Also, on retrieval, Word can change the dimensions of the image, throwing out pagination. And indeed, the image
could change, in a way that is not appropriate to the usage within your document.

How to know if you have any such file sourced images in a document ?

Check File > Info > Edit Links to Files, as arrowed:

(see Figure 1 below)

Look in the Type column, for rows saying Graphic. For example, as highlighted:

(see Figure 2 below)

If you have any, remedy as follows. Firstly, for each, click Change Source.. as arrowed, and link instead to a picture on your local drive,
of something that wouldn’t ordinarily be in a company document. Such as a picture of a cat. Below, is one you can use.

(see Figure 3 below)

Save, close Word, reopen document. Now, the document shouldn’t whitescreen, and Word will be usable.

Then, look through your document for cat pictures. For each, open the image that you actually need in eg Paint or or
your favoured image program. Choose Copy, switch to Word, and Paste overwrite the cat. You will need to resize the pasted-in
image as need be.

How to retrieve your required images from the original Word document ?

Make a copy of the document, add a .zip extension, drill into the word \ media folder, select all, copy, open a new
Explorer window, make a temporary folder, paste in the images, and open in eg Paint from there. Yes, Word docx
documents are actually zip files, of a folder and file structure. Don’t be tempted to edit within the zip, then rename
back to docx, as risk it will never re-open.

These images will be original resolution. Instead copy/paste from within Word obtains only a copy at the resolution to
which you resized within Word.

The described issue is perhaps where received wisdom arises that Word documents are slow if they contain lots of images.
Speed is fine if the images are instead pasted in from eg Paint.

Best regards,


Figure 1. 

Figure 2. 

Figure 3. 

2018-01-08 17:53:17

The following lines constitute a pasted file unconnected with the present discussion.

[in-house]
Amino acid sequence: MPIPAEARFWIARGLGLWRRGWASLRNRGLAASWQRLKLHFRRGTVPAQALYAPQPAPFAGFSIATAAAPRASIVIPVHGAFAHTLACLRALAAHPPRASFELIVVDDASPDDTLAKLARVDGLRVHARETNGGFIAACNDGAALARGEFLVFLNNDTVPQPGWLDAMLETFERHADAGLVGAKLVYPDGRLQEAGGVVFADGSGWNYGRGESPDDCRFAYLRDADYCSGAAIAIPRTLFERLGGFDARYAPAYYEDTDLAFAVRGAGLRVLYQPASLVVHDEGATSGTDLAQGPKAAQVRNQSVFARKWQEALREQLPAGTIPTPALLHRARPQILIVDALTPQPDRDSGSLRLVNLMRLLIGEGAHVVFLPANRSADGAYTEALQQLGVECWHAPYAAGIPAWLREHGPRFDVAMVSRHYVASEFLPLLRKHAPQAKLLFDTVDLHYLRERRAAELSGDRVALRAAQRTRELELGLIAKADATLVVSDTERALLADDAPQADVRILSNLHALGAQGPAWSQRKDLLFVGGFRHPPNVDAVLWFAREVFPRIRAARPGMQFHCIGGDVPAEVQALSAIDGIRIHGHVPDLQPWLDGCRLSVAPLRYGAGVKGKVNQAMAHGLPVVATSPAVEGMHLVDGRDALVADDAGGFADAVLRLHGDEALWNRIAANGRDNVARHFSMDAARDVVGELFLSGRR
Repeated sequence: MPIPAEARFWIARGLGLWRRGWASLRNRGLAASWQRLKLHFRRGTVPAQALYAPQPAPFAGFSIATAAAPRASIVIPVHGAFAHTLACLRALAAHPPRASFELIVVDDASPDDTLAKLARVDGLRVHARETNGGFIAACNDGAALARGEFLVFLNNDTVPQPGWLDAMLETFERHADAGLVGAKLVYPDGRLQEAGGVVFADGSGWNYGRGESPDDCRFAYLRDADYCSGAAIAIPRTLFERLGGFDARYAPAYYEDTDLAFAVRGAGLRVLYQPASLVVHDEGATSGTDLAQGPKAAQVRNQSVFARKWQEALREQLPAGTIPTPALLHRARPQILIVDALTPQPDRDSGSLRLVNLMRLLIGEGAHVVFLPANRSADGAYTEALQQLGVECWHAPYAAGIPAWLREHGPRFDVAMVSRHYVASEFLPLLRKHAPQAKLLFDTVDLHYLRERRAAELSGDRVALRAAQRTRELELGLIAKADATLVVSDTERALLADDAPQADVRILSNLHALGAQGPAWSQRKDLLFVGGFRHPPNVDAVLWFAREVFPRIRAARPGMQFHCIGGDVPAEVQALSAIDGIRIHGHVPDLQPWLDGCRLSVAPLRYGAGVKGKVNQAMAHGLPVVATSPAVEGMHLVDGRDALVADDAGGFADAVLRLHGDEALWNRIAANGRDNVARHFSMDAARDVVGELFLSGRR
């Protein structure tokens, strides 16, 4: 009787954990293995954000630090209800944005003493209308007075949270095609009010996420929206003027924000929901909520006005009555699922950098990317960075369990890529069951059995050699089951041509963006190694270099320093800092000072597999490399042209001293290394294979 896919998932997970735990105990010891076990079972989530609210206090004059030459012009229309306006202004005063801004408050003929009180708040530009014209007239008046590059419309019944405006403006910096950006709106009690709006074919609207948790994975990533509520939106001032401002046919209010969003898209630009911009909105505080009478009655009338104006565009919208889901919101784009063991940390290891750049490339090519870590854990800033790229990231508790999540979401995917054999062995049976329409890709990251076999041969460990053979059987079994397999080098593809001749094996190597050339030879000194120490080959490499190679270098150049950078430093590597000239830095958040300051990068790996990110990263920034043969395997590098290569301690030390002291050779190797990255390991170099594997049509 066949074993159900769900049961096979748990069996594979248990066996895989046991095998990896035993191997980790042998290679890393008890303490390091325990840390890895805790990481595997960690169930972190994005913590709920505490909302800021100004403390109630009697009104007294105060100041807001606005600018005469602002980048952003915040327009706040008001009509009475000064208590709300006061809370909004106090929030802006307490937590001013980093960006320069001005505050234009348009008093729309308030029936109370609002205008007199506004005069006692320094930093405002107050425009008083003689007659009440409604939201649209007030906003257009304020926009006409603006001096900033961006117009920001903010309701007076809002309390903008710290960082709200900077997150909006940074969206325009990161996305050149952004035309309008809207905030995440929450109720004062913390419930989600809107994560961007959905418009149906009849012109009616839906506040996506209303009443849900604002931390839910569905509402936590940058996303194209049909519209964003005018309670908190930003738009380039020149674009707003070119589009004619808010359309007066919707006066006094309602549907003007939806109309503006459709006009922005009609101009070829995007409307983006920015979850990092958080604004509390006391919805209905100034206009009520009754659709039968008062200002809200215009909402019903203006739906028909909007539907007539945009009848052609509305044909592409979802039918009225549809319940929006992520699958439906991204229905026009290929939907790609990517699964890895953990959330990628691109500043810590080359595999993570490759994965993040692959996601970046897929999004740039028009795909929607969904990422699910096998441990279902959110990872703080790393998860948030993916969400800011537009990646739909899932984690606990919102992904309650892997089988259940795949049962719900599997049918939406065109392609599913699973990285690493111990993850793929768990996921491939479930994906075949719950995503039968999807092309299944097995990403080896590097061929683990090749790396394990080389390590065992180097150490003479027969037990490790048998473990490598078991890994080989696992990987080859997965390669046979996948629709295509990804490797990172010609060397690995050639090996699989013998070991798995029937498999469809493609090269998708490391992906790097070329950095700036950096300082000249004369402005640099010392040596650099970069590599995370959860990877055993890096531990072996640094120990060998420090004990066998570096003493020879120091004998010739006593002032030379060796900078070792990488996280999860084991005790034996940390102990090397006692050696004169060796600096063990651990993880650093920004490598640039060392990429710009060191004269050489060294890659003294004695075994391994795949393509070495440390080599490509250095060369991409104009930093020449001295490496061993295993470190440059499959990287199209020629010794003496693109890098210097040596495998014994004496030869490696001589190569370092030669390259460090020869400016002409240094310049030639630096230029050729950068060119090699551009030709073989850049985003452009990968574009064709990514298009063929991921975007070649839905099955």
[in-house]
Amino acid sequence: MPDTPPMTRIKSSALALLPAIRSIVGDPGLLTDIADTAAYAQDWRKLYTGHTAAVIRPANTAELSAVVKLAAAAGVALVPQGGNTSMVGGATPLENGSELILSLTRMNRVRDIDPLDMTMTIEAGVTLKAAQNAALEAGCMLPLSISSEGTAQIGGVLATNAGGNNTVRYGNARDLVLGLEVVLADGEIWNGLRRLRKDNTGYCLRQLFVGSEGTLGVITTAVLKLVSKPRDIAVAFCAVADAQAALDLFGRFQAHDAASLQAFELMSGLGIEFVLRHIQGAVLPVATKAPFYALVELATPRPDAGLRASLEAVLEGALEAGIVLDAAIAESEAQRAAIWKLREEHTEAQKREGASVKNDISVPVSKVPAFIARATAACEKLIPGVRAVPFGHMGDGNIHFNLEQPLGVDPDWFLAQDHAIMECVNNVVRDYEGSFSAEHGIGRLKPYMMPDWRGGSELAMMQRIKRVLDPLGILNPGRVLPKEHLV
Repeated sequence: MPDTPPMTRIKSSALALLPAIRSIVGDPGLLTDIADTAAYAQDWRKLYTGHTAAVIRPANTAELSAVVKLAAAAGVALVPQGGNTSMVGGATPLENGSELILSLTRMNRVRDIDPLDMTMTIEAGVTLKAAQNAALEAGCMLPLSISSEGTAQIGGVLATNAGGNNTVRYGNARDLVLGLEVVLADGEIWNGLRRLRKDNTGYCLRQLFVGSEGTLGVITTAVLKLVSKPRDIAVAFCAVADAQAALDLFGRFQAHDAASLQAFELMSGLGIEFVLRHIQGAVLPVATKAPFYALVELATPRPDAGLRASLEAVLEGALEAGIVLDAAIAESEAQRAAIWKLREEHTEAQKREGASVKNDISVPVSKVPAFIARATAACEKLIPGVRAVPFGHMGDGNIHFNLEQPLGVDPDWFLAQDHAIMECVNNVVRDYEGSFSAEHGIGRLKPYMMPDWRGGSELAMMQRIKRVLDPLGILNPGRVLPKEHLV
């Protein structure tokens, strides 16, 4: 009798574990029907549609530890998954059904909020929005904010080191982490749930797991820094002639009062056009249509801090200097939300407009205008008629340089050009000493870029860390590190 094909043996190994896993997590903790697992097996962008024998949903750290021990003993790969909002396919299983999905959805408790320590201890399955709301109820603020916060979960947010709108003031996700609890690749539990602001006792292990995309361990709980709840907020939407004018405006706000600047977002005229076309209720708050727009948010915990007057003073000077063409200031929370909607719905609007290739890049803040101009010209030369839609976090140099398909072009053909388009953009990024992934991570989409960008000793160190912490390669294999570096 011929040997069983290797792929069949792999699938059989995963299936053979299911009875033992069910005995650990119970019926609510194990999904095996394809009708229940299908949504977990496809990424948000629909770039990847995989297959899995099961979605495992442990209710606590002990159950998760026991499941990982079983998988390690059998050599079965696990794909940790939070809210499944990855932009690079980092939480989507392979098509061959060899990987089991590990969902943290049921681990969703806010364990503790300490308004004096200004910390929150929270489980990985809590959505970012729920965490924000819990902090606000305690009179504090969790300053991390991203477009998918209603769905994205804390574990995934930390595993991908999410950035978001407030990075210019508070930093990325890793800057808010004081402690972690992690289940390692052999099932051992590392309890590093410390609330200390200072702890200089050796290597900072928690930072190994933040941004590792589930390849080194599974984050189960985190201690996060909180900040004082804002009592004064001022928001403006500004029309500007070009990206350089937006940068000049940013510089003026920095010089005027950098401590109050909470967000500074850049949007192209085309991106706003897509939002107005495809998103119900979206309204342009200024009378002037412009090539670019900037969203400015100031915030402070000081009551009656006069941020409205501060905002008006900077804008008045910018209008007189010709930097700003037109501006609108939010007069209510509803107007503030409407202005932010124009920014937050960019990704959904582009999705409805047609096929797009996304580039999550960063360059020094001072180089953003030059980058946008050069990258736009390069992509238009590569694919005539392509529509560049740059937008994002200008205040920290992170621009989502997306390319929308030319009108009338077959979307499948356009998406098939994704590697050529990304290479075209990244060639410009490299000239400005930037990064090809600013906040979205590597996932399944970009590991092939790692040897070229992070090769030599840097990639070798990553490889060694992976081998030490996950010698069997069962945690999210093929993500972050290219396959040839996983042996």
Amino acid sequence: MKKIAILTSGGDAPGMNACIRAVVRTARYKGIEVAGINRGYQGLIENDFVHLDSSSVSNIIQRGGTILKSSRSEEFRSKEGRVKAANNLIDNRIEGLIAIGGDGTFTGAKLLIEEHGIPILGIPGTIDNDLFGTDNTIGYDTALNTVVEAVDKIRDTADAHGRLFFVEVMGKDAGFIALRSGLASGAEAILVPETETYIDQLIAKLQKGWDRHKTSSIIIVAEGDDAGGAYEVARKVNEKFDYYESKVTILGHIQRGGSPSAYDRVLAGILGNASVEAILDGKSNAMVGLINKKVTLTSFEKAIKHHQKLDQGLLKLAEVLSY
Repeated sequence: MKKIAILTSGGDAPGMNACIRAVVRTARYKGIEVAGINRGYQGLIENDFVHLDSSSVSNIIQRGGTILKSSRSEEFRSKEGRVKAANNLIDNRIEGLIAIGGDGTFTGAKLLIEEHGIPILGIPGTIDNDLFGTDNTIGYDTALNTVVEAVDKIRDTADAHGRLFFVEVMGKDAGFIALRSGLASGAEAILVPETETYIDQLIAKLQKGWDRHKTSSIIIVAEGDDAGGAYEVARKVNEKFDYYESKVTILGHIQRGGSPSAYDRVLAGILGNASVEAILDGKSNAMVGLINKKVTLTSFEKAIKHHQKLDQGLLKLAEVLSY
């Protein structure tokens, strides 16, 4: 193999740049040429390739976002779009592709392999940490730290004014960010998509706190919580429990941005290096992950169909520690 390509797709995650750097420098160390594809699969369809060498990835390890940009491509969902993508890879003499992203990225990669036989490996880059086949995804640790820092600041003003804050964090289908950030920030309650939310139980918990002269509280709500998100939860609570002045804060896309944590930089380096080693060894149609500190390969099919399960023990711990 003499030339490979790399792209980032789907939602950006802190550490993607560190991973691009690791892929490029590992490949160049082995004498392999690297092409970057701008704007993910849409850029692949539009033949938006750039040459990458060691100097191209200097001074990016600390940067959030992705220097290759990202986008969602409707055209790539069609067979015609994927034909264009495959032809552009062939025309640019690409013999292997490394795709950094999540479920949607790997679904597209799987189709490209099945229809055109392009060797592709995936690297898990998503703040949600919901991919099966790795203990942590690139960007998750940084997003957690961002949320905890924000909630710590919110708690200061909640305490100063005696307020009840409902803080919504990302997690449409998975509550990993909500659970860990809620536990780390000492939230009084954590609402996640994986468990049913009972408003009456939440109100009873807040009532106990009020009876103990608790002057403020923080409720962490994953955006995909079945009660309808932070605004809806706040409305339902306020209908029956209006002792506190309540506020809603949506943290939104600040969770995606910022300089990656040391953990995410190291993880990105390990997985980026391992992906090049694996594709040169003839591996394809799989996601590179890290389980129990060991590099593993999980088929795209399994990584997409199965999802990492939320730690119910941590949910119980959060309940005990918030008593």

Thanks. !

2017-10-10 08:24:40


Thanks, that's what I was looking for! Every time someone opened my word document, they were getting several Excel error windows due to missing files. Updating the document (F9) was also removing the links in some of my charts. Breaking the links solved both issues!

2017-07-13 17:28:31


It saved me a lot of time, thanks!

2017-02-09 08:17:16


Great article. Helps me much! Thank you.

2017-01-27 14:07:54

Alonso Santamaria

I have tried to break image links using this method and it simply does not do it.

On the other hand, I'd rather links did not exist in the first place. Because of my needs, embedded images, and embedded ONLY, is the best option.

Is there a way to tell Word to avoid those links altogether? As if this linking facility did not exist at all.

Sometimes the improvements get to be more a problem than a solution if no control over the functions is available.


2017-01-19 10:08:12


I have a border around text. It seems to be linked to the top of the page (small green circle). But, I need to add a blank line above the border. It won't let me. I tried deleting, adding lines, and re-adding the border but is still tied to the top of the page. How to fix? Thanks!

2016-11-04 08:54:17

Bo Johanson

Made my day!
Well, at least the morning.

2016-08-18 01:58:42

Amit SL

Nice.. to the point tutorial :)worked perfectly..thanks a lot..

2016-07-27 08:59:22


This was a perfect walk-thru ...thank you! worked great!

2016-07-13 10:55:43

Mark S

Hi Allen,

Yes, I've used this method before. In my Word document, I have linked Visio files. However, when I do "Break Link", it makes the Visio diagram into a Word "Picture" and is no longer editable as a Visio file. How can I "break the link" but keep it as Visio within the document? Basically, what I want to do is select all my Visio diagrams (which point to local network locations) and "break the link" so that all the Visio files get sucked into my Word document. Then I can send the Word document to my downstream customer (who does not have access to my local network) and the document will be completely editable.

2016-07-13 07:39:09


I hope this thread is still active.

I am using Word 2016 and when I save the picture in the document the picture actually disappears from the document!

I have successfully used this method many times in the past.

2016-07-08 07:33:47


Any Macro to delete these image links

2015-05-20 04:24:24


Hi Graham,

Thanks for that breaking-link hotkey, has proved immeasurably helpful in my creation of a Macro to sidestep a Word/Excel bug, whereby you have to fiddle with breaking links when copying and pasting charts into Word tables...otherwise it tends to print an EMPTY chart.

So thanks again, that hotkey was necessary...

2014-03-07 11:22:19

Graham Fewell

For linked graphics, a simple method of breaking a link is to highlight the linked graphic, then press Ctrl+Shift+F9.

By the bye, in past versions of Word (2003 and before) I sometimes had trouble deleting graphics that were linked but not embedded. I found that if a graphic wasn't currently displayed when I broke its link, the graphic would disappear completely. I haven't experienced this problem with Word 2010, so perhaps the bug has been fixed.